Contrary to the present peaceful coexistence state of all American citizens socially, economically, and politically, in the past the whites segregated individuals of the African-American origin. Therefore, because of the white supremacy, the Negros had no say, even in issues that concerned their lives; hence, the nature of suffering this community endured in the hands of the whites.

The African-American cries for freedom from segregation, indiscriminate killings, deprivation of their fundamental rights, and mob Violence hit a snag, because the whites considered Negros as subhuman beings. Because of the worsening condition, Negros sought ways of freeing themselves from such extreme suffering, leading to the rising of two powerful Negro leaders namely Booker T and W.E.B Dubois (Gibson Para. 1-3).

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Although these two leaders’ shared a common agenda of saving the African-Americans from segregation and extreme suffering, they had different ideological approaches to the problem. According to Booker T, the gradualist economic approach was the only method that could guarantee Negros freedom, an idea that Dubois dismissed.

According to him, regardless of the economic riches and education that Negros obtained under submission to the whites, there is no way whites were to give them freedom; hence, his gradualist political policy. The main theme of Dubois ideology was that, African-Americans had to demand and fight for their freedom, there being no way their white oppressors could leave their slaves leave (Gibson Para. 1-6).

Because of the respect that the whites accorded Booker T having worked with them and showed loyalty to them for a long time, Booker T held the notion that, through foregoing their cries for freedom, social equality, and fundamental liberties, the whites could offer Black Americans some industrial-agricultural training and employment opportunities.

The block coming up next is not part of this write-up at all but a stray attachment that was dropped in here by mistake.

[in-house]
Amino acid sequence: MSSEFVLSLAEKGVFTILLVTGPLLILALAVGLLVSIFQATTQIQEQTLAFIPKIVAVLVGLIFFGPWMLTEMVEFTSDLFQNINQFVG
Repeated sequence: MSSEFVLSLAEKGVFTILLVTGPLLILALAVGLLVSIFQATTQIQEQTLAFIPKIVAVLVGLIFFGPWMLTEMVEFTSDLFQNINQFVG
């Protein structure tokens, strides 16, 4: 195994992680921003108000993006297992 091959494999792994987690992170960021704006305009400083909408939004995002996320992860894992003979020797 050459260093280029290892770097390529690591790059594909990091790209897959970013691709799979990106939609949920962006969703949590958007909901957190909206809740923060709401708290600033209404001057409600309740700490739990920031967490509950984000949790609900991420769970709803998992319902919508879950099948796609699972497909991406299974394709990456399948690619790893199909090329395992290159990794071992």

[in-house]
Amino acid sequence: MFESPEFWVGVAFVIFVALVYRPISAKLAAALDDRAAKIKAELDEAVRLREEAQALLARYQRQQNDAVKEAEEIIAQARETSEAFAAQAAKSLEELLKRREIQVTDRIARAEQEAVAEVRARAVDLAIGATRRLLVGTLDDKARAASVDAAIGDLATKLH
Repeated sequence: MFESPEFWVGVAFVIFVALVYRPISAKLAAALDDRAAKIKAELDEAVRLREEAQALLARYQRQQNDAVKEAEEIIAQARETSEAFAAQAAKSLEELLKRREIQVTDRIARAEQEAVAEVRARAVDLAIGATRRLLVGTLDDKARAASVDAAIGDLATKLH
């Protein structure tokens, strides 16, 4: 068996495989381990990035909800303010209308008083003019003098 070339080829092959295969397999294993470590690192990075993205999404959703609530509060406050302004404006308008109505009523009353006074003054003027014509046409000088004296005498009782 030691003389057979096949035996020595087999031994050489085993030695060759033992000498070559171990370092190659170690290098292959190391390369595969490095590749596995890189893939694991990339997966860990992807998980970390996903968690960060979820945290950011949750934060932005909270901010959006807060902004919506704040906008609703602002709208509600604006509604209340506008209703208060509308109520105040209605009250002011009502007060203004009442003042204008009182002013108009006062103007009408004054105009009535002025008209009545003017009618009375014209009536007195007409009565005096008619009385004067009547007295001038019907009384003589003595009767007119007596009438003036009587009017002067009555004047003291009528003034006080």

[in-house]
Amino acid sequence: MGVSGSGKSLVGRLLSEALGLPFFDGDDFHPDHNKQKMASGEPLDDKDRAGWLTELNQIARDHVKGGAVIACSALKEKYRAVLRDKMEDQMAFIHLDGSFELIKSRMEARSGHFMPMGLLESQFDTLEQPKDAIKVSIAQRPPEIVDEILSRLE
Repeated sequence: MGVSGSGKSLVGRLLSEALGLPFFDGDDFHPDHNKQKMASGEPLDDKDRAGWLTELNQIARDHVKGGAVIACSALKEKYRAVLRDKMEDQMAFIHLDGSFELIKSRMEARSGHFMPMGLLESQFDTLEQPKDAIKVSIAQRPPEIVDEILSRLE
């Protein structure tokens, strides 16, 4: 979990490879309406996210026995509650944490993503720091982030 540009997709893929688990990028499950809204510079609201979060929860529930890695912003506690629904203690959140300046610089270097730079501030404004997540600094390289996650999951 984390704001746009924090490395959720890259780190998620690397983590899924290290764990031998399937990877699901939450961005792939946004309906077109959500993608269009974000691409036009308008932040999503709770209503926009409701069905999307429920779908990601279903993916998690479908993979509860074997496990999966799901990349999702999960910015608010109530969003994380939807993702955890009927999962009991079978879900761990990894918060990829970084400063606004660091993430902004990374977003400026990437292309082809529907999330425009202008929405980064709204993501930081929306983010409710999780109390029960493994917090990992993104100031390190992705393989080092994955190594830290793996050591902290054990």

Therefore, through the expertise learnt from the trainings and jobs, African-Americans were eventually to gain the respect of whites; hence, the eventual granting of their civil liberties. To Booker T, gaining of economic independence and respectability was of great significance than fighting for civil liberties through forceful means, which African-Americans had no guarantee that they could win (Henry 1).

Generally, Booker T’s strategy laid more emphasis on blacks accepting and accommodating the white cruelty and supremacy, as this was the only primary method of ensuring a mutual interdependence relationship developed between African-Americans and whites. Although Booker acknowledged that such a relationship could not clear the social differences between these two American groups, the relationship could guarantee mutual economic development of both groups and the mutual release of blacks from suffering (Smock 7-19).

Although Dubois and Booker shared the same sentiments that blacks were suffering because they wanted to, and that economic independence was necessary for the rise of the black community, Dubois greatly opposed the submission issue. Because of the little gain Booker T’s strategy gained African-Americans, Dubois advocated for formation of social liberties organizations to fight for the Blacks’ rights.

To Dubois, although education was important in liberating the blacks, there was need for political action and constant agitation, as it was the only way of forcing the whites to surrender some power.

To be politically competent and elevate the social status of the blacks’ needs, Dubois further emphasized the importance of Blacks studying liberal arts in colleges, instead of only industrial-agricultural studies. Therefore, although Dubois accepted some of Bookers’ ideas, he believed that Booker T’s ideology never gave a concrete solution to the Race problem (Dawkins 1).

In conclusion, although these two prominent African-American leaders had one agenda of helping blacks gain their freedom and civil liberties, there strategies varied, as Booker believed in submission to the white supremacy, a case that Dubois opposed with his political strategy.

Works Cited

Dawkins, Sabrina. Deromanticizing Black History W.E.B. Dubois & Booker T Washington. 2010. Web. 15 April. 2010.

Gibson, Robert. Booker T, Washington and W.E.B. Dubois: the problem of Negro Leadership. Yale-New Haven Teachers Institute. 2010. Web. July 13. 2010.

Henry, Charles. Who won the great debate Booker T. Washington of W.E.B. Dubois? 2010. Web. 15 April. 2010.

Smock, Raymond. Booker T. Washington in perspective: Essays of Louis R. Harlan. Mississippi: University of Mississippi, 1988. Web. July 13. 2010.